Orchid Growing Information > A Mixed Collection

A Mixed Collection

Growing orchids as a hobby grower is all about producing flowers that are aesthetically pleasing and available to enjoy throughout the year. This aim is best achieved by keeping a variety of genera growing in compatible microclimates. The growing conditions I based my mixed collection on takes in orchids from the “cool” to “intermediate” temperature range. This encompasses a lot of genera and gives the desired all round flowering we strive to achieve. In this type of collection there are some, “must have” plants that are so rewarding year after year.


In listing them as cattleyas, I of course mean the laelinae alliance. The large flowered cattleyas I find like a little more warmth than I can provide to be flowered at their very best in intermediate conditions. However, there are a vast number of miniature, cluster and species cattleyas, laelias and various intergeneric hybrids that grow and flower very well in intermediate conditions. Grow them up high or hang them from the top shelves where they receive good light, air movement and receive the rising humidity from under the benches. Watch out on a regular basis for insect pests, such as scale and mealy bugs. When you find them, treat them immediately making sure they cannot escape and infest another plant. These are beautiful flowers that can be produced through most of the year!


This is an enormous family of orchids, which fortunately has a lot of cool to intermediate growers. Australian native species and hybrids can take a large temperature range. My native hybrids and species grow largely around the outside of my glasshouse, only receiving protection from the elements with a little shade cloth during he heat of summer. They love the rainwater and air movement. I grow all my soft cane hybrids and species hanging up in pots just under the roof. They receive strong light, good air movement, are never over potted and receive lots of water.


I have previously outlined how I grow this alliance in pervious articles using the lower benches where they are shaded by the overhanging plants. These plants all do better for me if they are housed in a glasshouse where watering and air movement can be controlled. Oncidiums enjoy being grown in hanging containers, either mounted or in hanging baskets.


I grow all these plants on the “bottom” layer of my houses. The lycastes shade the Pleurothallis alliance plants … and flower freely. Let your lycastes dry out a little in winter (the bulbs shrivel a little). This assists flowering in spring.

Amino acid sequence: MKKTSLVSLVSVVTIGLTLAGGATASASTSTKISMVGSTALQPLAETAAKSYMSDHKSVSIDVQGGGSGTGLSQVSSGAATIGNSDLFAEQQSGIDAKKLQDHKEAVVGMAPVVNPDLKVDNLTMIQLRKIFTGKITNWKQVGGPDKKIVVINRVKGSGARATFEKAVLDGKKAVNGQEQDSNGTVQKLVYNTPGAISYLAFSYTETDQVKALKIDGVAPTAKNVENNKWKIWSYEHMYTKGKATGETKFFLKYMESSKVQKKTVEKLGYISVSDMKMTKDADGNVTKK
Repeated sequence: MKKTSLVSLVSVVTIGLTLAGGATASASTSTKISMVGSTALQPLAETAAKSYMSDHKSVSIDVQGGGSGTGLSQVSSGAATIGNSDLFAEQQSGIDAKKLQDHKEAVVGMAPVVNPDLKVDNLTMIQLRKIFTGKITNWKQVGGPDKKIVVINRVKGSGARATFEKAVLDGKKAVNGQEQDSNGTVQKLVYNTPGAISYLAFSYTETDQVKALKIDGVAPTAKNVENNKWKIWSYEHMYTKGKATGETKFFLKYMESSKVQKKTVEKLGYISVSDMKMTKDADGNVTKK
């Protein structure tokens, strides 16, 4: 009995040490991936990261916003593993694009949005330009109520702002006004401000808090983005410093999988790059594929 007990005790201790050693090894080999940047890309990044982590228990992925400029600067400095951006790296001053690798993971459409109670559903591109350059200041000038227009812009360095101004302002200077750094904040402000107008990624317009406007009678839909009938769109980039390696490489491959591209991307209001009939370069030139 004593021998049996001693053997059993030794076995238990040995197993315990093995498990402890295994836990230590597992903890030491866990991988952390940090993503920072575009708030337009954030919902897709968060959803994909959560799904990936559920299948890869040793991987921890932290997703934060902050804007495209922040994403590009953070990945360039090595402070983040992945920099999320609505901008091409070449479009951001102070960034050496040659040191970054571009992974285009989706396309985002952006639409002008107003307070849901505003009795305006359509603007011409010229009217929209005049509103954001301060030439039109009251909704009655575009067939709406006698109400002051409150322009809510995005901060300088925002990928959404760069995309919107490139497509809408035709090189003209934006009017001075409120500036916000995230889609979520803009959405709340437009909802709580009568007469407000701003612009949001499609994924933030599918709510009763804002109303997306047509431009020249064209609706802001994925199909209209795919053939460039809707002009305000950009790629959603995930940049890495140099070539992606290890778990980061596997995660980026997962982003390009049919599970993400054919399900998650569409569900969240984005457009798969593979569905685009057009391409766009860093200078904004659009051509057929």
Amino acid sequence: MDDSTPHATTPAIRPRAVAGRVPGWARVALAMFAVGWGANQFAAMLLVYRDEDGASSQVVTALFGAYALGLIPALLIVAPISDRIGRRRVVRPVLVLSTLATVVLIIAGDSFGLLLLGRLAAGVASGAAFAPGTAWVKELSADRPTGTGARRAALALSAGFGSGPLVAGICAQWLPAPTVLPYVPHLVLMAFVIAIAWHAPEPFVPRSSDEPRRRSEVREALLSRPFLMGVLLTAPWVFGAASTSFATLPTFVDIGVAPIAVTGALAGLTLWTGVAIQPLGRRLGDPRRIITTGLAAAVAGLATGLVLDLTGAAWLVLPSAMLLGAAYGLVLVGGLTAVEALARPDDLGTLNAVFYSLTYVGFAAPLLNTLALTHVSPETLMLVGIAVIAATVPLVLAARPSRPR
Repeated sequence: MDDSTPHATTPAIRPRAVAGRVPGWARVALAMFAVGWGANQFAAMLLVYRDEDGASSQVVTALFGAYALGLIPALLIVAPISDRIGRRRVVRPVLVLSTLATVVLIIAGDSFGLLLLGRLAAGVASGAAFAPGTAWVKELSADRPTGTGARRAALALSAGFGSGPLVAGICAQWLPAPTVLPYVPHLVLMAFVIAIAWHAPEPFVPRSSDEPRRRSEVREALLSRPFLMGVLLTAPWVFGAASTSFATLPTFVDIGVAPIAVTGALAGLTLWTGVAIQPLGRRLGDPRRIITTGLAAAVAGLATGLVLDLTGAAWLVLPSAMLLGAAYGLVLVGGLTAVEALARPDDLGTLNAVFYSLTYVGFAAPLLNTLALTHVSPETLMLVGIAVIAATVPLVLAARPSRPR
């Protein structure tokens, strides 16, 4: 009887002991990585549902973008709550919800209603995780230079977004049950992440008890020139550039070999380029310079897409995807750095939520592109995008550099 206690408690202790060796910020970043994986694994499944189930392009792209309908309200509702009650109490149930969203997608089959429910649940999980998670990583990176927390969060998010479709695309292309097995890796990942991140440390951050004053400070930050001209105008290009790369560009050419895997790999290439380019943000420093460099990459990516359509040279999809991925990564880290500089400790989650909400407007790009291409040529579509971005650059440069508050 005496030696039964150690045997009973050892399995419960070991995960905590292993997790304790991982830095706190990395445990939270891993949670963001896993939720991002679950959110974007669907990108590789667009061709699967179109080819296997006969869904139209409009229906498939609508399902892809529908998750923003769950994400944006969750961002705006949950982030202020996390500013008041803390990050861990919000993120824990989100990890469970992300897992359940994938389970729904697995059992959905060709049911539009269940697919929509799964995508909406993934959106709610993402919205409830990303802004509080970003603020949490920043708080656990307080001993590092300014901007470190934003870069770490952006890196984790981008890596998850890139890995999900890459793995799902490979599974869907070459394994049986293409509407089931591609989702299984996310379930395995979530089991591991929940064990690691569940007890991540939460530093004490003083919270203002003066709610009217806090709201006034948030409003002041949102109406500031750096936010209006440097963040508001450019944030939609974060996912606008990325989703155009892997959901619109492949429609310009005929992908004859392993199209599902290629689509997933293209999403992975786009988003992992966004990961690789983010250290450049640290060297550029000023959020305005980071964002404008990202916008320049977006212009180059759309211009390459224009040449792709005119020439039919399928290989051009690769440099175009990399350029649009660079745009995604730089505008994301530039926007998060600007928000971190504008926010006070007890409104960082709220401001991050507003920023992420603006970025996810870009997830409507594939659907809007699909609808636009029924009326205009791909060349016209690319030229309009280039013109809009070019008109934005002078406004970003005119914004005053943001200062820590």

I find these two lovely genera also grow very well together. I grow my cymbidiums largely in a fibreglass roofed bush house. A lot of my paphiopedilums grow with them in these conditions. The mottled leaved and mulifloral paphiopedilums grow in the glasshouse, with plants always in flower.
I find it is good management practice to grow as many of your plants in the same medium. I grow all the described plants in orchids bark and nothing else. I repot the whole collection regularly. Small pots every eighteen months to two years, and the larger specimen plants every three years. I fertilise all my plants the same. I rotate a weak mixture of organic fertiliser with chemical fertilizer on a weekly basis. I similarly rotate high nitrogen and low nitrogen on the same weekly basis. After all, what I want from my plants is year-round flowering and where possible year-round growth.
Always be prepared to move your plants around and try different positions offering more light, air movement, shade, etc…. You will often be surprised at the difference a move of a couple of meters can make.
A mixed collection offers the orchid lover not only year round flowers but the opportunity and challenge associated with housing and growing a wide range of plants from a wide range of native environs.


There are so many wonderful species you can add to a mixed collection. I have a considerable interest in the Coelogyne and Maxillaria families. I find they have some wonderful easy grow species and hybrids in there families that regularly flower throughout the year as growth mature. Seek some of them out and I am sure you will enjoy their charm and diversity.
Also hanging from the roof are a few plants in the vandaceous alliance. Ascocentrums, Neofinetia, Angraecums, Catasetums etc. will all grow if given little water in the winter and grown where they receive maximum light year-round.
A mixed collection definitely does give you the opportunity to have plants in flower throughout the year. In so doing it expands your interest and the hobby as plants come into flower.

Gary Hart